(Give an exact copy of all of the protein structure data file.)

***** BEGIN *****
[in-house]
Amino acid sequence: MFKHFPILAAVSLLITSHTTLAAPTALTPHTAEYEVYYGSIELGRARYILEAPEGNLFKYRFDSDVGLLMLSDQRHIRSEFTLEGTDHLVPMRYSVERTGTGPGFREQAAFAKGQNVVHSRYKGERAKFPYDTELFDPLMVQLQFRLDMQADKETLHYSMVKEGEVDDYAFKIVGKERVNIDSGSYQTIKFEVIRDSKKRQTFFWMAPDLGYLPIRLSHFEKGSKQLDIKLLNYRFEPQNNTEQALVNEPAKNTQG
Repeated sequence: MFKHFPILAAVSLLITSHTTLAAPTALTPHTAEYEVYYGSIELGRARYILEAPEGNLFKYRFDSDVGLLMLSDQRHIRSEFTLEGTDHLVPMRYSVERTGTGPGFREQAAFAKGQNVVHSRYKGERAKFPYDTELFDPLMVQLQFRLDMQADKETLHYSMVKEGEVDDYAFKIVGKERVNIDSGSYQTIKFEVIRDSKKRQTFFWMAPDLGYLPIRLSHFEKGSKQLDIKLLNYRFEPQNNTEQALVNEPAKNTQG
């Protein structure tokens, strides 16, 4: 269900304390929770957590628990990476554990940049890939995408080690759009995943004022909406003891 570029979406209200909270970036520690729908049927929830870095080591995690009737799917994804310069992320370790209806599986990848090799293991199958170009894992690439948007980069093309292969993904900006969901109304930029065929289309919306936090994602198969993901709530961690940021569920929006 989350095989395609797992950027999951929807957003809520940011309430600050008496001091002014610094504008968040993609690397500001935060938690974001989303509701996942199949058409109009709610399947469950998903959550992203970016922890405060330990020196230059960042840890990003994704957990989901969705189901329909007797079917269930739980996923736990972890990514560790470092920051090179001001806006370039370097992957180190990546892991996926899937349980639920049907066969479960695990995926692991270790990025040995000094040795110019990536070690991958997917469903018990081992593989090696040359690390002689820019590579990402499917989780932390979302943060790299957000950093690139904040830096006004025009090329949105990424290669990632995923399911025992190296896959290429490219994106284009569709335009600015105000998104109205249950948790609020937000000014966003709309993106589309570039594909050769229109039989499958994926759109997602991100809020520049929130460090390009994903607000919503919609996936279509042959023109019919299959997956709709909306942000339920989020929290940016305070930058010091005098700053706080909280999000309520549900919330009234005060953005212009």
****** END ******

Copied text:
[in-house]
Amino acid sequence: MFKHFPILAAVSLLITSHTTLAAPTALTPHTAEYEVYYGSIELGRARYILEAPEGNLFKYRFDSDVGLLMLSDQRHIRSEFTLEGTDHLVPMRYSVERTGTGPGFREQAAFAKGQNVVHSRYKGERAKFPYDTELFDPLMVQLQFRLDMQADKETLHYSMVKEGEVDDYAFKIVGKERVNIDSGSYQTIKFEVIRDSKKRQTFFWMAPDLGYLPIRLSHFEKGSKQLDIKLLNYRFEPQNNTEQALVNEPAKNTQG
Repeated sequence: MFKHFPILAAVSLLITSHTTLAAPTALTPHTAEYEVYYGSIELGRARYILEAPEGNLFKYRFDSDVGLLMLSDQRHIRSEFTLEGTDHLVPMRYSVERTGTGPGFREQAAFAKGQNVVHSRYKGERAKFPYDTELFDPLMVQLQFRLDMQADKETLHYSMVKEGEVDDYAFKIVGKERVNIDSGSYQTIKFEVIRDSKKRQTFFWMAPDLGYLPIRLSHFEKGSKQLDIKLLNYRFEPQNNTEQALVNEPAKNTQG
């Protein structure tokens, strides 16, 4: 269900304390929770957590628990990476554990940049890939995408080690759009995943004022909406003891 570029979406209200909270970036520690729908049927929830870095080591995690009737799917994804310069992320370790209806599986990848090799293991199958170009894992690439948007980069093309292969993904900006969901109304930029065929289309919306936090994602198969993901709530961690940021569920929006 989350095989395609797992950027999951929807957003809520940011309430600050008496001091002014610094504008968040993609690397500001935060938690974001989303509701996942199949058409109009709610399947469950998903959550992203970016922890405060330990020196230059960042840890990003994704957990989901969705189901329909007797079917269930739980996923736990972890990514560790470092920051090179001001806006370039370097992957180190990546892991996926899937349980639920049907066969479960695990995926692991270790990025040995000094040795110019990536070690991958997917469903018990081992593989090696040359690390002689820019590579990402499917989780932390979302943060790299957000950093690139904040830096006004025009090329949105990424290669990632995923399911025992190296896959290429490219994106284009569709335009600015105000998104109205249950948790609020937000000014966003709309993106589309570039594909050769229109039989499958994926759109997602991100809020520049929130460090390009994903607000919503919609996936279509042959023109019919299959997956709709909306942000339920989020929290940016305070930058010091005098700053706080909280999000309520549900919330009234005060953005212009």